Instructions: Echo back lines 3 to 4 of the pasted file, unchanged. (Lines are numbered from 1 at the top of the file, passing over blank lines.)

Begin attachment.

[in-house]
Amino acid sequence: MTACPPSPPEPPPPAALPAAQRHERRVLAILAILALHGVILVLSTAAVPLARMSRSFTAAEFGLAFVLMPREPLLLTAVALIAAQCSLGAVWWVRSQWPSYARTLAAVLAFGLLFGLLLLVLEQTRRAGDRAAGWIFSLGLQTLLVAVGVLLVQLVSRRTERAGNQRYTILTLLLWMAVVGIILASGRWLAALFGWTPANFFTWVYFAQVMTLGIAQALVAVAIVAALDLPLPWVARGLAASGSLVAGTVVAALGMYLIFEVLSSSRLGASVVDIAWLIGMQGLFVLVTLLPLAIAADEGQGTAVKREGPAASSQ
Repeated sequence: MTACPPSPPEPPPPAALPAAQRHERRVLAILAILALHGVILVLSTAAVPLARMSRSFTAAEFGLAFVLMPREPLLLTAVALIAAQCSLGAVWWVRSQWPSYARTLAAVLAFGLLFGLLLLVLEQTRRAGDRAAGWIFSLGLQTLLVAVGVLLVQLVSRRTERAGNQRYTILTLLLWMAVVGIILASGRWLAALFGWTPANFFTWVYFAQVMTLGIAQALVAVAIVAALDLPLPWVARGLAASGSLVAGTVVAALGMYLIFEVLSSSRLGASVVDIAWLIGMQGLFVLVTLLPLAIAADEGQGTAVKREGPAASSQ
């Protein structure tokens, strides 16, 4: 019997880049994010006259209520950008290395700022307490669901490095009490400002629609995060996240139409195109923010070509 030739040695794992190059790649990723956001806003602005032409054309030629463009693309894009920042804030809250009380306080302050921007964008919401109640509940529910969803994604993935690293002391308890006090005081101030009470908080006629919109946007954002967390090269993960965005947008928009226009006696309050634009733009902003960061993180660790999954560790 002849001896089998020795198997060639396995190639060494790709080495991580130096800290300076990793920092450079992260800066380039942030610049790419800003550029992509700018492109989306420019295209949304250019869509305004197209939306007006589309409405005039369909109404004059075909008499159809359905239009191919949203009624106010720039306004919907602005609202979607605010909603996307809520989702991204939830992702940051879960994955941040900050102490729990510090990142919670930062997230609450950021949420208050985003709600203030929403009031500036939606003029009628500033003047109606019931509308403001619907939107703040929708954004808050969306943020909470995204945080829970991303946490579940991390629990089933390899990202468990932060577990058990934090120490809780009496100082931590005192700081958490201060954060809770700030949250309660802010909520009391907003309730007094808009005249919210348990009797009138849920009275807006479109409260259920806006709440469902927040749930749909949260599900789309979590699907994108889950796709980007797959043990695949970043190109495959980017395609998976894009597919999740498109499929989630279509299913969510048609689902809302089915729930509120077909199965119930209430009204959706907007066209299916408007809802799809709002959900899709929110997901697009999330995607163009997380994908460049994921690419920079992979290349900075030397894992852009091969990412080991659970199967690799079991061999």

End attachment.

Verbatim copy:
Repeated sequence: MTACPPSPPEPPPPAALPAAQRHERRVLAILAILALHGVILVLSTAAVPLARMSRSFTAAEFGLAFVLMPREPLLLTAVALIAAQCSLGAVWWVRSQWPSYARTLAAVLAFGLLFGLLLLVLEQTRRAGDRAAGWIFSLGLQTLLVAVGVLLVQLVSRRTERAGNQRYTILTLLLWMAVVGIILASGRWLAALFGWTPANFFTWVYFAQVMTLGIAQALVAVAIVAALDLPLPWVARGLAASGSLVAGTVVAALGMYLIFEVLSSSRLGASVVDIAWLIGMQGLFVLVTLLPLAIAADEGQGTAVKREGPAASSQ
């Protein structure tokens, strides 16, 4: 019997880049994010006259209520950008290395700022307490669901490095009490400002629609995060996240139409195109923010070509 030739040695794992190059790649990723956001806003602005032409054309030629463009693309894009920042804030809250009380306080302050921007964008919401109640509940529910969803994604993935690293002391308890006090005081101030009470908080006629919109946007954002967390090269993960965005947008928009226009006696309050634009733009902003960061993180660790999954560790 002849001896089998020795198997060639396995190639060494790709080495991580130096800290300076990793920092450079992260800066380039942030610049790419800003550029992509700018492109989306420019295209949304250019869509305004197209939306007006589309409405005039369909109404004059075909008499159809359905239009191919949203009624106010720039306004919907602005609202979607605010909603996307809520989702991204939830992702940051879960994955941040900050102490729990510090990142919670930062997230609450950021949420208050985003709600203030929403009031500036939606003029009628500033003047109606019931509308403001619907939107703040929708954004808050969306943020909470995204945080829970991303946490579940991390629990089933390899990202468990932060577990058990934090120490809780009496100082931590005192700081958490201060954060809770700030949250309660802010909520009391907003309730007094808009005249919210348990009797009138849920009275807006479109409260259920806006709440469902927040749930749909949260599900789309979590699907994108889950796709980007797959043990695949970043190109495959980017395609998976894009597919999740498109499929989630279509299913969510048609689902809302089915729930509120077909199965119930209430009204959706907007066209299916408007809802799809709002959900899709929110997901697009999330995607163009997380994908460049994921690419920079992979290349900075030397894992852009091969990412080991659970199967690799079991061999």